Glassomer – 3D Printing of Transparent Fused Silica Glass

Seminar | February 10 | 11 a.m.-12 p.m. | 6153 Etcheverry Hall

 Dr. Frederik Kotz, Co-Founder and Chief Science Officer, Glassomer

 Department of Mechanical Engineering (ME)

Abstract: Fused silica glass is an important material due to its high chemical and thermal stability and its outstanding optical transparency, hardness and well known surface properties. Due to these properties fused silica glass is an interesting material for future applications in chemical synthesis or optics and photonics. However, structuring of glasses is difficult, especially when high-resolutions are needed. Structuring is usually done using wet chemical or dry etching with hazardous chemicals.

We have previously described a new technology to fabricate and structure fused silica glass. We have therefore developed nanocomposites (called Glassomer) which can be processed like a polymer e.g. by UV casting, 3D printing or high-throughput polymer replication. After the structuring process the nanocomposites are turned into fused silica glass via thermal debinding and sintering (see Figure 1). We have demonstrated that the sintered fused silica glass is chemically and physically identical to commercial fused silica glass. It shows the same high transparency in the UV, visible and infrared combined with the same mechanical strength, hardness and chemical and thermal resistance. A novel variation of the process called sacrificial template replication allows fabrication of arbitrary microchannel structures in fused silica glass. Hereby a polymeric template structure is embedded in Glassomer and leaves the inverse structure inside fused silica glass after the debinding and sintering process. Furthermore, colored glasses can be fabricated by doping the parts with alcoholic solutions of metal salts. Glassomer will enable many applications from optics and photonics and chemistry to life sciences and biotechnology.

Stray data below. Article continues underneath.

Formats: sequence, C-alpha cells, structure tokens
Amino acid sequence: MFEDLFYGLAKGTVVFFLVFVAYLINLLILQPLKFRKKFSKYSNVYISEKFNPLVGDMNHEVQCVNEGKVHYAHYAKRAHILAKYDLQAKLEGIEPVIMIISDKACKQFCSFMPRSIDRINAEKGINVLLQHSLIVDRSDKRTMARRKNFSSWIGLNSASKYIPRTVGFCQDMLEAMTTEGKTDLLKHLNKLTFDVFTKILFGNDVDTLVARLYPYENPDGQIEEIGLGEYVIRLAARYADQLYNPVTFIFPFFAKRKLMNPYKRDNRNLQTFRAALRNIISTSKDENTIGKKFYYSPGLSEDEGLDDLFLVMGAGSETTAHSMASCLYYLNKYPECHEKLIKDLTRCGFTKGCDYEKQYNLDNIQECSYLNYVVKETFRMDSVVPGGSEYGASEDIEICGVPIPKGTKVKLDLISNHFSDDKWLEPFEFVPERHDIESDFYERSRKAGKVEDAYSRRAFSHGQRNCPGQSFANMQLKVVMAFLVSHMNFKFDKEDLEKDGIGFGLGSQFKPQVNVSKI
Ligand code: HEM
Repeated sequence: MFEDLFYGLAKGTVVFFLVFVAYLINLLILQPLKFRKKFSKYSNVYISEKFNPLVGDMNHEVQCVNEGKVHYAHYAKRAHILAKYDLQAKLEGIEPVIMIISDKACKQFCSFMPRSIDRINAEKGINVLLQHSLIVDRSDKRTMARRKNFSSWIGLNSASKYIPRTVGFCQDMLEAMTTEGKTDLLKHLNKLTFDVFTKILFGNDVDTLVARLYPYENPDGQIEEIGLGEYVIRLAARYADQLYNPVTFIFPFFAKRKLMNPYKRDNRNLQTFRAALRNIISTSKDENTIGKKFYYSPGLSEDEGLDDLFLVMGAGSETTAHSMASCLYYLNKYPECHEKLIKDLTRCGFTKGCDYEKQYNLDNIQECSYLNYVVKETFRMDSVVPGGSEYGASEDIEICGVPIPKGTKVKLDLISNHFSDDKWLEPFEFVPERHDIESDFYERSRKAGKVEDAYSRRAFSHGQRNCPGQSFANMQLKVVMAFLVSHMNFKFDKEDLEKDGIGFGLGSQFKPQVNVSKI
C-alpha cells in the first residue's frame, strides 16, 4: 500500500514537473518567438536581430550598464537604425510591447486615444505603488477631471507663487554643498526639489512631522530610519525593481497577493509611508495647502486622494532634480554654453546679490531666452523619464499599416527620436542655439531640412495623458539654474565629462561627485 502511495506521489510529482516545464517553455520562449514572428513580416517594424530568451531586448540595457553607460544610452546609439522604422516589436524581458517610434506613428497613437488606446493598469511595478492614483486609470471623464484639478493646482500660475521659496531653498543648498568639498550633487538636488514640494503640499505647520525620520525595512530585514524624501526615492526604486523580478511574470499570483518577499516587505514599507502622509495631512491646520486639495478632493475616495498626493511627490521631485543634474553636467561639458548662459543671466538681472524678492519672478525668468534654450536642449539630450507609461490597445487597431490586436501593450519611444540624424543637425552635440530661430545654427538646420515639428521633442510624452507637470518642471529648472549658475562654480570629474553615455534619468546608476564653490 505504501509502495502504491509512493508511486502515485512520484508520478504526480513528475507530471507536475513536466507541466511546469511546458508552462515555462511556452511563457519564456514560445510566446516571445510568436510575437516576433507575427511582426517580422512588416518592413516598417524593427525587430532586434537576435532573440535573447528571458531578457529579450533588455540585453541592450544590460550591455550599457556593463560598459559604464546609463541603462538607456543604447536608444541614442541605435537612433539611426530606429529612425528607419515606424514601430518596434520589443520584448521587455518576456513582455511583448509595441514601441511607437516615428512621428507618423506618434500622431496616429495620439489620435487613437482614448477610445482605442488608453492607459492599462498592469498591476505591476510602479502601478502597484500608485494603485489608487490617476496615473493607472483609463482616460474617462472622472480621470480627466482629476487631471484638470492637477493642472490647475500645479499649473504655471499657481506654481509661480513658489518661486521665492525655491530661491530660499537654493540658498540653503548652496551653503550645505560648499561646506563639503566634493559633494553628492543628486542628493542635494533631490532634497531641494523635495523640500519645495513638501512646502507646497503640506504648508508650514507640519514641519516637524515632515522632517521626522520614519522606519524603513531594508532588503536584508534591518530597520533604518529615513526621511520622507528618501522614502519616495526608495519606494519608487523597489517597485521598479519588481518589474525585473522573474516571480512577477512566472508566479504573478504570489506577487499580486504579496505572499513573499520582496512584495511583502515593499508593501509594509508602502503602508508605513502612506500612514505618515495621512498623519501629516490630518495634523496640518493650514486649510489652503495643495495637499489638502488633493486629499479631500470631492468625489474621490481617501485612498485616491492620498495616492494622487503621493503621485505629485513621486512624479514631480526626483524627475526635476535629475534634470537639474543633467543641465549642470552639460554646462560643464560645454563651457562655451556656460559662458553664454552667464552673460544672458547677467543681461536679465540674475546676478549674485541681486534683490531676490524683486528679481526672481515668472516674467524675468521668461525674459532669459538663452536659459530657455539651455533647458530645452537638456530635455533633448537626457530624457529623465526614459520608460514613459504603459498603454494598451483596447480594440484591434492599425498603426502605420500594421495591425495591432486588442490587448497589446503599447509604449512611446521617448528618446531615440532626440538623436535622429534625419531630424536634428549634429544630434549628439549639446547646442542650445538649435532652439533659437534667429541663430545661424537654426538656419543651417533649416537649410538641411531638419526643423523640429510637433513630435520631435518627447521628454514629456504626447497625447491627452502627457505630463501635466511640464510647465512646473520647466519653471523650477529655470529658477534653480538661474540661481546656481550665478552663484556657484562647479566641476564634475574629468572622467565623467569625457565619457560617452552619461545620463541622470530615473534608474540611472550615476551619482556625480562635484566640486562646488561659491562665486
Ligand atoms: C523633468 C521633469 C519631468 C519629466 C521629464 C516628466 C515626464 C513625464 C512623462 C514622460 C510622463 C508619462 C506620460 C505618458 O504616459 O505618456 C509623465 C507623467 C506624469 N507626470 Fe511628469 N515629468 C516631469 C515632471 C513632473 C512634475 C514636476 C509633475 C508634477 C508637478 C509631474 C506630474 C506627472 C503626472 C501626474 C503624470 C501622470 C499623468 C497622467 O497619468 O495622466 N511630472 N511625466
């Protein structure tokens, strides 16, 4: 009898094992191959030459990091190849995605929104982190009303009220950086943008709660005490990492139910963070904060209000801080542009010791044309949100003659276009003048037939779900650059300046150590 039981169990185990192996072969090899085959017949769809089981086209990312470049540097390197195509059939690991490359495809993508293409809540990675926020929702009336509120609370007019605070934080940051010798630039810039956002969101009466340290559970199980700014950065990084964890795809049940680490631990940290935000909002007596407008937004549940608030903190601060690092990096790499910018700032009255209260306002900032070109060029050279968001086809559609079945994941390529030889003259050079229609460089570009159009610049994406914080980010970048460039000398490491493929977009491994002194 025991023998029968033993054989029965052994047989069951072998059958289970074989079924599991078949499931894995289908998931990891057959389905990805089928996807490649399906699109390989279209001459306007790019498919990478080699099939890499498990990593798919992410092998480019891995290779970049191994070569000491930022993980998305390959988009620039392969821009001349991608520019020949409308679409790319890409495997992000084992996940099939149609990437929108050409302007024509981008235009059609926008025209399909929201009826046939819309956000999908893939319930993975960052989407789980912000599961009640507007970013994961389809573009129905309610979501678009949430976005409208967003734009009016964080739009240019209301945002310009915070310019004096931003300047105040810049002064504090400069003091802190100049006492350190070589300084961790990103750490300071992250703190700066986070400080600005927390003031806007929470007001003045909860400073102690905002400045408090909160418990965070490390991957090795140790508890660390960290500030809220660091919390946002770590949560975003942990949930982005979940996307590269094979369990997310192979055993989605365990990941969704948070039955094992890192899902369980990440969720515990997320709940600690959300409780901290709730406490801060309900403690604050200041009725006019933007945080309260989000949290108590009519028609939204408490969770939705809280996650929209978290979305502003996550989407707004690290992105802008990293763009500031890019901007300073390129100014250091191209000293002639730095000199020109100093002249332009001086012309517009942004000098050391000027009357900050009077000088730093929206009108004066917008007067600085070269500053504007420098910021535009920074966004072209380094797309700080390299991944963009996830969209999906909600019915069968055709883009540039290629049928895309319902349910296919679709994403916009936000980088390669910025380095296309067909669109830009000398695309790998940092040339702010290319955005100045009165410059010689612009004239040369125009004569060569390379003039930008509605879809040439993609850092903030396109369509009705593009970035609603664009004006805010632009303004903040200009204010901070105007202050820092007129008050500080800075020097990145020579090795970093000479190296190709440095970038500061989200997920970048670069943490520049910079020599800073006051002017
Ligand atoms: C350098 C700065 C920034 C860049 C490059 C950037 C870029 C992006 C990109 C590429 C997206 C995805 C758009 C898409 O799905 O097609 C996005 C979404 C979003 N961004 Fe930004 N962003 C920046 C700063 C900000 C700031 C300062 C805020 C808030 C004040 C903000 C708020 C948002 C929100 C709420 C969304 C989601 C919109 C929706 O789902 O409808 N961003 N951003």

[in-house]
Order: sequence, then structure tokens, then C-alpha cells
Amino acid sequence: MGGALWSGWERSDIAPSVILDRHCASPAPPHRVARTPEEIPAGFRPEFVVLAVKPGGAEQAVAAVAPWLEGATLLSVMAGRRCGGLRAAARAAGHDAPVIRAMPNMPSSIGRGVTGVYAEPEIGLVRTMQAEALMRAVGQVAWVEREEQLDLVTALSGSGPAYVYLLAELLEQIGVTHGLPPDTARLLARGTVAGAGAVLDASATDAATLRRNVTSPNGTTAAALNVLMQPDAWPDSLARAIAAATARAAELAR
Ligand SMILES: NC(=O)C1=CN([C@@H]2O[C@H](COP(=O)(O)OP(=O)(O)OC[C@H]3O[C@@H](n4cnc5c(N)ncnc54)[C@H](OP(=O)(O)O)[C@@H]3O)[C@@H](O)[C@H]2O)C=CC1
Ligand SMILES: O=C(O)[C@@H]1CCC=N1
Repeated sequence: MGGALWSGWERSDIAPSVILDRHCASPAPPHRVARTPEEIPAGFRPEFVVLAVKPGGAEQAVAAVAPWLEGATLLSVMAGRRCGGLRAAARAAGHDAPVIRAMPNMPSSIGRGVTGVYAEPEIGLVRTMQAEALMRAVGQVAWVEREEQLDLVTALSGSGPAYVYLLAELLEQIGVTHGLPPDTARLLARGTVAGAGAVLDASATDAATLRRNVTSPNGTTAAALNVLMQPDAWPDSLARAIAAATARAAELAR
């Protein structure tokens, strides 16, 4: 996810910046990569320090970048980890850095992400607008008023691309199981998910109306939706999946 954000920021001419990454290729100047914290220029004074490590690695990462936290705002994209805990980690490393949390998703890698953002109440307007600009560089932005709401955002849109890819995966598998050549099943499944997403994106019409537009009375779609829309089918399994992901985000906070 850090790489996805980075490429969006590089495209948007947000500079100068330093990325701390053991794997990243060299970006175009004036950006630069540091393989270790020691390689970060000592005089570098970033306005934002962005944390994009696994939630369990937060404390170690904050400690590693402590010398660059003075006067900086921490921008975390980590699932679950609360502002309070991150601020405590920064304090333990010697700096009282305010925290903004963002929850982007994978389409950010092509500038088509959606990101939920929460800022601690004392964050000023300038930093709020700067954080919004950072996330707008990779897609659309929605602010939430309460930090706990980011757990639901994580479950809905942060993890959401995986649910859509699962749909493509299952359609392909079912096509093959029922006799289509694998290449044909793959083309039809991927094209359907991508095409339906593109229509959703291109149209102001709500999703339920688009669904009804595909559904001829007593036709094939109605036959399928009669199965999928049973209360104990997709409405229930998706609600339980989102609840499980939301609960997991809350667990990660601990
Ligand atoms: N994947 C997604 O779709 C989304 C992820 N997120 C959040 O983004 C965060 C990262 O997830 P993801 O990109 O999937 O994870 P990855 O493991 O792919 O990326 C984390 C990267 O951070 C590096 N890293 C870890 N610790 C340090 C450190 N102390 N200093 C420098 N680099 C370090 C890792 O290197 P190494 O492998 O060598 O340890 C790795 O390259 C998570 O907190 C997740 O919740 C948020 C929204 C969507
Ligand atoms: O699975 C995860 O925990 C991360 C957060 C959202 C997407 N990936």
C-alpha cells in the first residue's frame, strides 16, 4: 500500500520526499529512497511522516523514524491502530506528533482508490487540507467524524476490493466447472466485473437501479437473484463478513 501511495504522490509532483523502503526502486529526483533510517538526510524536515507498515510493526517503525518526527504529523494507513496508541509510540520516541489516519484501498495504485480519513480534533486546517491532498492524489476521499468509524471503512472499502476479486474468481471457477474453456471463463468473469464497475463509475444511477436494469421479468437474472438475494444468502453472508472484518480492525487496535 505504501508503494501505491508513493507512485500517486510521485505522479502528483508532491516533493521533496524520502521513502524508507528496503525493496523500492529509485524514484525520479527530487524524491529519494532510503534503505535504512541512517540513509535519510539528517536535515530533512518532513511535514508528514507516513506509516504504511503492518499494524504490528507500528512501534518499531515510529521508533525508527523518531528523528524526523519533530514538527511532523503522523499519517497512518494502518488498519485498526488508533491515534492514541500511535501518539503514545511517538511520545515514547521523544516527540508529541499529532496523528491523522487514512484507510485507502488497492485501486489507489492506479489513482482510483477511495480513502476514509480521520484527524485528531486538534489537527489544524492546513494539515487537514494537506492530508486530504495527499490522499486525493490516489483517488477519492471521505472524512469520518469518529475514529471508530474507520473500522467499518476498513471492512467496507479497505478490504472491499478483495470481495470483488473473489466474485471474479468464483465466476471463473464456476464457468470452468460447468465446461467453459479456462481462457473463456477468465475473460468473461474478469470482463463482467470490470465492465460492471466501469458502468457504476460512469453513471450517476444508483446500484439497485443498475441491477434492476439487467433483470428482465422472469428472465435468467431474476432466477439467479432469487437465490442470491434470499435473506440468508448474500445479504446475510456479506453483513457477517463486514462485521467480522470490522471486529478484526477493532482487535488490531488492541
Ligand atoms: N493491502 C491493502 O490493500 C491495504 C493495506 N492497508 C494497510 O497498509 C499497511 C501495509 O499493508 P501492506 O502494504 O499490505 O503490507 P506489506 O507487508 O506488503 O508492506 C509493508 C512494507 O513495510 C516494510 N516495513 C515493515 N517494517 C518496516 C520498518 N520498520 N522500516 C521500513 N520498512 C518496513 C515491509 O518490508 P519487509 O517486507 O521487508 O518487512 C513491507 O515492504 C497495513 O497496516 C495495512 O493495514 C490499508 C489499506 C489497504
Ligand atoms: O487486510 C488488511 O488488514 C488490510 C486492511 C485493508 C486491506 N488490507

Biography: Dr. Frederik Kotz studied mechanical engineering at the Karslruhe Institute of Technology (KIT) in Germany. During his PhD thesis he developed novel strategies for the fabrication of transparent glasses. His work has been published in Journals like Nature and Advanced Materials. He is Co-founder and Chief Science Officer (CSO) of Glassomer which is commercializing the technologies he developed. For his work he has been awarded among others the Innovators under 35 by MIT Technology Review Europe.

 hkt@berkeley.edu, 510-642-4901